In 1998, a federal study by the National Institute on Alcohol Abuse and Alcoholism looked at the efficacy of 12-step programs compared with other treatment types including Cognitive Behavioral Therapy and Motivational Enhancement Therapy. While these programs were all determined to be effective at helping people achieve sobriety, the AA 12-step program achieved slightly higher rates of long-term sobriety.

Why Attending An AA Is Helpful For Current Drinkers

Alcoholics Anonymous welcomes anyone to attend their meetings, as long as there exists an honest desire to stop drinking. However, this doesn’t mean you have to be in recovery to attend. For many, it is through sitting in on an AA meeting that they discover recovery is possible. They are introduced to others who share similar stories to their own and have stopped drinking, and for some, a meeting can offer a level of support and understanding not found elsewhere. Hearing the stories of others can help current drinkers overcome their denial about the addiction and move forward with a plan toward sobriety.

Governance Of Alcoholics Anonymous

While the program goal is not to develop a hierarchy, it does include some structure for the sake of preserving its traditions. Group leaders or “officers” share in the responsibility of conducting meetings, ensuring the integrity of materials covered, handling contributions, and in some cases, acting as public relations persons. Officers are also critical in helping those new to AA locate a meeting and become involved in the program.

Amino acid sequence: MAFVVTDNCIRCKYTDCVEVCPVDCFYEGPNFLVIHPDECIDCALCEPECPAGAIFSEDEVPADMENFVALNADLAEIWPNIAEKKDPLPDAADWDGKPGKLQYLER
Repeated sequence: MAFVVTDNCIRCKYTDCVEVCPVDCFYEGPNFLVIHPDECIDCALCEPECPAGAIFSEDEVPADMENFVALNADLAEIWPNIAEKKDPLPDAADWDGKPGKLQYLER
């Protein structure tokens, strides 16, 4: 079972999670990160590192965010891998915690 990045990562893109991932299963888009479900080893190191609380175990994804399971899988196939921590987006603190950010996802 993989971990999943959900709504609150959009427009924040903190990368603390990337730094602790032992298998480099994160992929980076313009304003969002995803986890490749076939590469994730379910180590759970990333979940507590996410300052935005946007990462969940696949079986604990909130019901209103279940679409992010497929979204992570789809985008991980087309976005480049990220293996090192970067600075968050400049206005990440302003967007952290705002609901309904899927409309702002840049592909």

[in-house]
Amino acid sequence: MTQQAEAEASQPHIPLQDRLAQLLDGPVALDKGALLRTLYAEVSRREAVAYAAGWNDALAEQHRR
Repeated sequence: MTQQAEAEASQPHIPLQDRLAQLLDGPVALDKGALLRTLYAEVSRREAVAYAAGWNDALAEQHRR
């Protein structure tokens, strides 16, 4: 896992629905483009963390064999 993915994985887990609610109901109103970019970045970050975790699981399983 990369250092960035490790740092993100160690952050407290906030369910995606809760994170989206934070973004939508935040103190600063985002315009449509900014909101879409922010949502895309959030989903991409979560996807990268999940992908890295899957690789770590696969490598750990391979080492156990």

Help For Alcohol Dependency

Contact us and speak with someone in confidence today and make this your first step toward a life-long recovery.If you or someone you love is suffering with an addiction to alcohol, is a life-line of online resources and can connect you with the professional support and comprehensive, evidence-based recovery programs that meet your individual needs. Contact us and speak with someone in confidence today and make this your first step toward a life-long recovery.